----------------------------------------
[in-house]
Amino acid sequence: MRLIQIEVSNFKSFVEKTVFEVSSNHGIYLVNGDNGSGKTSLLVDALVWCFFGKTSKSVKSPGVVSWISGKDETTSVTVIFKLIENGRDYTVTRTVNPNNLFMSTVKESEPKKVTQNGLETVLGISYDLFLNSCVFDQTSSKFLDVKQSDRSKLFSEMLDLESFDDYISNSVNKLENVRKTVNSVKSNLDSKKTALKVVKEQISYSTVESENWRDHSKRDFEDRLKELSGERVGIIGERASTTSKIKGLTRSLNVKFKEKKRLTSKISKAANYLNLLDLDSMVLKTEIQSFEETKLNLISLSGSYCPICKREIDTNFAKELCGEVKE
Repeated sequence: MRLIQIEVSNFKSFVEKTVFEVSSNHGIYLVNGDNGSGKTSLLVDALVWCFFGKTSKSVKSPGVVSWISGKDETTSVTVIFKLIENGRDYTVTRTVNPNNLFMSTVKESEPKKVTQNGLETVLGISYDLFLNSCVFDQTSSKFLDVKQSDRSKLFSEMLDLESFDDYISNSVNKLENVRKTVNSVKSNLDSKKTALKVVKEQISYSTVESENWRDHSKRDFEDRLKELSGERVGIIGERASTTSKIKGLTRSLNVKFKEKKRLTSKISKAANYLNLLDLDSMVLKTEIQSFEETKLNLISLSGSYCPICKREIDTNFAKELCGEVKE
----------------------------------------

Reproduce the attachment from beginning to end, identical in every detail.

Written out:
[in-house]
Amino acid sequence: MRLIQIEVSNFKSFVEKTVFEVSSNHGIYLVNGDNGSGKTSLLVDALVWCFFGKTSKSVKSPGVVSWISGKDETTSVTVIFKLIENGRDYTVTRTVNPNNLFMSTVKESEPKKVTQNGLETVLGISYDLFLNSCVFDQTSSKFLDVKQSDRSKLFSEMLDLESFDDYISNSVNKLENVRKTVNSVKSNLDSKKTALKVVKEQISYSTVESENWRDHSKRDFEDRLKELSGERVGIIGERASTTSKIKGLTRSLNVKFKEKKRLTSKISKAANYLNLLDLDSMVLKTEIQSFEETKLNLISLSGSYCPICKREIDTNFAKELCGEVKE
Repeated sequence: MRLIQIEVSNFKSFVEKTVFEVSSNHGIYLVNGDNGSGKTSLLVDALVWCFFGKTSKSVKSPGVVSWISGKDETTSVTVIFKLIENGRDYTVTRTVNPNNLFMSTVKESEPKKVTQNGLETVLGISYDLFLNSCVFDQTSSKFLDVKQSDRSKLFSEMLDLESFDDYISNSVNKLENVRKTVNSVKSNLDSKKTALKVVKEQISYSTVESENWRDHSKRDFEDRLKELSGERVGIIGERASTTSKIKGLTRSLNVKFKEKKRLTSKISKAANYLNLLDLDSMVLKTEIQSFEETKLNLISLSGSYCPICKREIDTNFAKELCGEVKE